My entire note on this exchange just said: “How very me of him.” Arjun has my heart and probably my back if I ever get into a fight/legal trouble and that’s the kind of support I look for. I also think this excerpt demonstrates how engaged The Beautiful is with race both in the United States and around the world at the time the novel is set: post American slavery and pre-Jim Crow, the British Empire firmly established. Many characters of color in The Beautiful may be mixed race or passing, or be in positions of power, but they are also aware of the precariousness of their positions, as well as the things just out of reach. It is, quite simply, magnificently done.

Now for the doozy. I am still not sold on the conflict of the love story. Don’t get me wrong, I was and remain wholly in favor of Bastien and Celine! When you have a character named Sébastien (which we all know is one of the best romance hero names) and he is described like this:

The skin above his cravat was bronzed, the muscles in his neck corded. Along his square jawline was the suggestion of stubble, its shadow accentuating the elegant symmetry of his features. It brought to light an aristocratic nose, which contrasted with his thick eyelashes and dark brow… A pirate bedecked in Savile Row.

You want to be invested in that man’s love story.

Bastien and Celine banter well, are both ridiculously attractive, multilingual, protective of the people they care about, and covetous of power. I did not think that they were poorly matched. Bastien is the only person Celine tells about her mixed heritage and the reason she left France. Those are not small intimacies. For the most part, the romance between Bastien and Celine develops evenly throughout the book. Until it doesn’t.

The book has a sudden shift approximately three-fourths of the way through and suddenly, a book about murder, the things that hunt in the darkness of New Orleans’ shadows, and slow-simmering love becomes a book about forbidden love between two people I’m not convinced can’t be together. The threads of why Bastien and Celine shouldn’t be together simply aren’t visible enough for long enough for it to hold any real emotional weight for me.

I wonder if the constant refrain of being explicitly, rather than implicitly, told that Bastien and Celine could not be together affected my attachment to their relationship. Bastien and Celine have almost the exact same conversation at two points in the book:

“Don’t fall in love with me,” she warned again, her words breathless. “You’re not good for me. And I’m not good for you.”

“I agree, on all counts.”

“Most likely, you require a young woman with wealth and pedigree. An established place in society,” Celine continued. “And I require a proper young gentleman.”

I would much rather be shown why two character’s lives/futures are incompatible than told there is a barrier that is never really illustrated. If class was the barrier to their relationship, class as a problem needed to exist in the novel in the moments where Bastien and Celine were not explicitly naming it.

Based off of this supposed barrier, the novel careens wildly into being almost solely focused on their forbidden love. This will work incredibly well if the reader believes that Bastien and Celine really CAN’T be together. If the reader doesn’t, the last quarter of the book is confusingly melodramatic and largely unenjoyable until the novel’s final pages in which the murderer is revealed.

Those final pages hold a number of untied threads that the sequel will most certainly build on and are, thank god, pretty dang enticing. This book is easily spoiled and I would like to avoid doing that as much as possible, as I really enjoyed the mystery aspect of the book as well as being wrong about the murderer in the end. But the identity of the murderer, as revealed in the final pages of the book, sets up a whole host of new conflicts that are absolutely my catnip.

(As an aside, I LOVE being wrong when it comes to mysteries. It is the only time I enjoy being wrong in my whole life. It’s such a pleasure when the surprise the author has worked so hard to build works. I just get so happy for them in that moment.)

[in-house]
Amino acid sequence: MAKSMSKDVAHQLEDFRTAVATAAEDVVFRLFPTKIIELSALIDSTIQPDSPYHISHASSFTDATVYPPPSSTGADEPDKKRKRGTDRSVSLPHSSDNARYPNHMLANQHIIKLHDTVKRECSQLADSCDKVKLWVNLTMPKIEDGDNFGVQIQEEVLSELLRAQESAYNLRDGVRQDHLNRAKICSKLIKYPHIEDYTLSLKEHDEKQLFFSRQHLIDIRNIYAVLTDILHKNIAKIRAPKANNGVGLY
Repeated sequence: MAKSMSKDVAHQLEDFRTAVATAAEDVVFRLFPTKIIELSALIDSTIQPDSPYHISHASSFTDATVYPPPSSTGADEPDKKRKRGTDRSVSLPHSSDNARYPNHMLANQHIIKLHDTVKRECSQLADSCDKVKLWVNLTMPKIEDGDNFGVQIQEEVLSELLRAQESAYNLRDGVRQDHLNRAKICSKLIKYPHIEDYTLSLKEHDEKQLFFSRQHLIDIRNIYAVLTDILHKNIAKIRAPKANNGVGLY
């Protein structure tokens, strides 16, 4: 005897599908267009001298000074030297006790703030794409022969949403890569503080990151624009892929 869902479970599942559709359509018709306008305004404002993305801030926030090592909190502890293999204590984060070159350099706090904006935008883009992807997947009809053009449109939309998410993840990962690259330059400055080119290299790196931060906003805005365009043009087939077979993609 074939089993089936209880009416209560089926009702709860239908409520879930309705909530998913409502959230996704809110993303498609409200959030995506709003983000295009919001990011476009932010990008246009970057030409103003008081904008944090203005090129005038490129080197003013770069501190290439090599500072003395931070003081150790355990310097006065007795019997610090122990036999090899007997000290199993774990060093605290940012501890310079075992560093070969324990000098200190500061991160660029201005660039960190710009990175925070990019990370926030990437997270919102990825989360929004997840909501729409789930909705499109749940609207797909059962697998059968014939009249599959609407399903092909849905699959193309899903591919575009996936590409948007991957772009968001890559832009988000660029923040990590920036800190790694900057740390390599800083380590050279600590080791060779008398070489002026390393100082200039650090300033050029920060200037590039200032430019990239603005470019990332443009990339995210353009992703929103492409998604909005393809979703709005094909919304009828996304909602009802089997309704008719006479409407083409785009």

Another cliffhanger the novel leaves us with is Michael Grimaldi, the mixed-race head detective assigned to investigate the string of murders. Michael and Bastien grew up together but are now enemies. Over the course of the investigation, however, Michael comes to have a very particular regard for Celine. There’s not quite enough to suggest that a full love triangle will develop, but also:

Perhaps Celine had been wrong to discount his affections as she had in the past. Michael Grimaldi had always felt like a piece of a puzzle that simply wouldn’t fit.

Today? Something felt…different.

I am delightfully concerned that, given the right conditions, I could like Michael very, very much. I can only hope that the next book is able to develop my concern into a full on conundrum.

What does this all mean for me and the next books in the series? I will absolutely pick up the sequel. As I mentioned above, I’m even looking forward to it! Just…not as much as I wanted to. I wanted to be sucked in and consumed. And I was for a while. But in the end it turned into a book where I put it down one day with seventy-five pages left and took two days to go back and finish it. Perhaps not a resounding endorsement, but I do think that The Beautiful still has a lot to recommend it in terms of the quality of the characters, the compelling setting, and the strength of writing at the sentence level. I also think that many readers WILL be enthralled with the emotion of Bastien and Celine and for them the final sections of the book will be as thrilling as they were surely meant to be. Think that might be you? Go out and get yourself some Victorian era New Orleans vampires.

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The Beautiful by Renee Ahdieh

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  1. 1
    Ms. M says:

    This sounds GLORIOUS

  2. 2
    angstriddengoddess says:

    Honestly, judging by the excerpts you quoted, I think the writing would bother me too much to enjoy the story.

    A quizzical expression passed across Pippa’s features.
    Really? Where was it going and why did it take a detour across her face?

    Another punishing grin took shape on his face.
    How do grins punish?
    Why did it take shape on his face as if it were a foreign entity instead of an expression caused by the movement of the man’s facial muscles?

    Sometimes I wish writers would just go for the simple and straightforward instead of trying to tie their sentences up in awkward constructions that distract from what they’re trying to say.

  3. 3
    hapax says:

    If you’re looking for “simple and straightforward”, Ahdieh will not be your cup of tea. At her best (e.g. THE WRATH AND THE DAWN), she is lush, sensual, and gorgous; at her worst (some wincing passages in the Japanese duology), awkward and purple. But “simple”, never!